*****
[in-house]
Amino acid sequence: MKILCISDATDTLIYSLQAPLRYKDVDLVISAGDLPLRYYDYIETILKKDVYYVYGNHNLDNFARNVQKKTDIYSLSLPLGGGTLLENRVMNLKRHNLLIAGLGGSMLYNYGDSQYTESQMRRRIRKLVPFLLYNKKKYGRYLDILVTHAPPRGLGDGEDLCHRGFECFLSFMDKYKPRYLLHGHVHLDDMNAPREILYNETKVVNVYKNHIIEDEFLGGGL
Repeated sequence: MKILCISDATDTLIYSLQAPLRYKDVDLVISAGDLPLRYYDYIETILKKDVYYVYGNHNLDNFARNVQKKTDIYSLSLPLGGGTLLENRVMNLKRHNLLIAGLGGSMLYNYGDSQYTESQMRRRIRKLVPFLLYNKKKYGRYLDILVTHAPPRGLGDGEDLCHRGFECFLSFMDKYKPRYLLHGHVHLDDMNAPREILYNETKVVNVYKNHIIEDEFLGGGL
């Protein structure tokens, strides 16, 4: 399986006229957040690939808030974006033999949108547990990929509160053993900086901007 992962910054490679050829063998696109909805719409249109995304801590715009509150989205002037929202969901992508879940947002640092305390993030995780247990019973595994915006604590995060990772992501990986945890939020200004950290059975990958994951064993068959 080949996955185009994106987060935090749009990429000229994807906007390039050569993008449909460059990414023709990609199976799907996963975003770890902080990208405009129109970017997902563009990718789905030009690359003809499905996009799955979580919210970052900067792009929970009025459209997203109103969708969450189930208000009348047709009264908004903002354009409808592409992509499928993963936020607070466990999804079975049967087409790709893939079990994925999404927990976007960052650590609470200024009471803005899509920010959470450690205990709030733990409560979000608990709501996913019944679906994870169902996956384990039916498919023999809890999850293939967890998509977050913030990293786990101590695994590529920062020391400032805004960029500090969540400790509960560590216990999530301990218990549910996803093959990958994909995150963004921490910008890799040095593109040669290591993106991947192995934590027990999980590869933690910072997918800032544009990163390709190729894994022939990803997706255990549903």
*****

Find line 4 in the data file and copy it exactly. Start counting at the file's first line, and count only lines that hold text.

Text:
């Protein structure tokens, strides 16, 4: 399986006229957040690939808030974006033999949108547990990929509160053993900086901007 992962910054490679050829063998696109909805719409249109995304801590715009509150989205002037929202969901992508879940947002640092305390993030995780247990019973595994915006604590995060990772992501990986945890939020200004950290059975990958994951064993068959 080949996955185009994106987060935090749009990429000229994807906007390039050569993008449909460059990414023709990609199976799907996963975003770890902080990208405009129109970017997902563009990718789905030009690359003809499905996009799955979580919210970052900067792009929970009025459209997203109103969708969450189930208000009348047709009264908004903002354009409808592409992509499928993963936020607070466990999804079975049967087409790709893939079990994925999404927990976007960052650590609470200024009471803005899509920010959470450690205990709030733990409560979000608990709501996913019944679906994870169902996956384990039916498919023999809890999850293939967890998509977050913030990293786990101590695994590529920062020391400032805004960029500090969540400790509960560590216990999530301990218990549910996803093959990958994909995150963004921490910008890799040095593109040669290591993106991947192995934590027990999980590869933690910072997918800032544009990163390709190729894994022939990803997706255990549903």